Amantadine for weight gain associated with olanzapine treatment

Walter Deberdt, Andrew Winokur, Patrizia A. Cavazzoni, Quynh N. Trzaskoma, Christopher D. Carlson, Frank P. Bymaster, Karen Wiener, Michel Floris, Alan Breier

Research output: Contribution to journalArticlepeer-review

62 Scopus citations


Patients with schizophrenia (Sch), schizoaffective, schizophreniform, or bipolar (BP) I disorders [Diagnostic and Statistical Manual of Mental Disorders, Fourth Edition (DSM-IV)]; not manic or acutely psychotic [Brief Psychiatric Rating Scale (BPRS) total score ≤45]; treated with olanzapine for 1-24 months; and who had gained ≥5% of their initial body weight were examined to determine whether amantadine could attenuate weight gain or promote weight loss. Olanzapine (Olz; 5-20 mg/day) was co-administered with double-blind treatment of 100-300 mg/day amantadine (Olz+Amt, n=60) or placebo (Olz+Plc, n=65). Visit-wise analysis of weight showed that weight change from baseline [last-observation-carried-forward (LOCF)] in the Olz+Amt group was significantly different from the Olz+Plc group at weeks 8 (P=0.042), 12 (P=0.029), and 16 (primary endpoint, mean±S.D.: -0.19±4.58 versus 1.28±4.26 kg, P=0.045). Mean BPRS total score, positive subscale, and anxiety-depression scores improved comparably in both groups, and Montgomery-Asberg Depression Rating Scale (MADRS) total score improved in the Olz+Amt group. Overall, amantadine was safe, was well tolerated, and attenuated weight gain or promoted weight loss in some patients who had gained weight during olanzapine therapy.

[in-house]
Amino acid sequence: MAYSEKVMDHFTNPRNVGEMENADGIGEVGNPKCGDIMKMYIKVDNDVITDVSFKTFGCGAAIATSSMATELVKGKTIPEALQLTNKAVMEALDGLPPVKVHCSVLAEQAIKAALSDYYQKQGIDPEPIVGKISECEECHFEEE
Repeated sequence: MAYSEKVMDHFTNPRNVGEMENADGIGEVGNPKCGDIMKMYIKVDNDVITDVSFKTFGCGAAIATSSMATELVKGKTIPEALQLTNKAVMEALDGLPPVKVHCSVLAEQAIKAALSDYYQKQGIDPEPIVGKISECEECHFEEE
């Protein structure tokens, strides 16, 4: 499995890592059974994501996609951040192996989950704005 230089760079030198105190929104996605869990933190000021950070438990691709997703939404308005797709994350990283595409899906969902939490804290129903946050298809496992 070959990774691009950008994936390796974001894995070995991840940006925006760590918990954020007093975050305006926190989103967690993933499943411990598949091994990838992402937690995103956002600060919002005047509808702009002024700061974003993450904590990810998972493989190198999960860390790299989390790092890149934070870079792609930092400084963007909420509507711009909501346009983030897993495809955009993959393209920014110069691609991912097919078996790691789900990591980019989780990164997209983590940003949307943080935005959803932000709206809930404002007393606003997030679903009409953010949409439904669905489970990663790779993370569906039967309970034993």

Original languageEnglish (US)
Pages (from-to)13-21
Number of pages9
JournalEuropean Neuropsychopharmacology
Issue number1
StatePublished - Jan 1 2005


  • Amantadine
  • Bipolar I disorder
  • Olanzapine
  • Schizophrenia
  • Weight gain

ASJC Scopus subject areas

  • Pharmacology
  • Neurology
  • Clinical Neurology
  • Psychiatry and Mental health
  • Biological Psychiatry
  • Pharmacology (medical)

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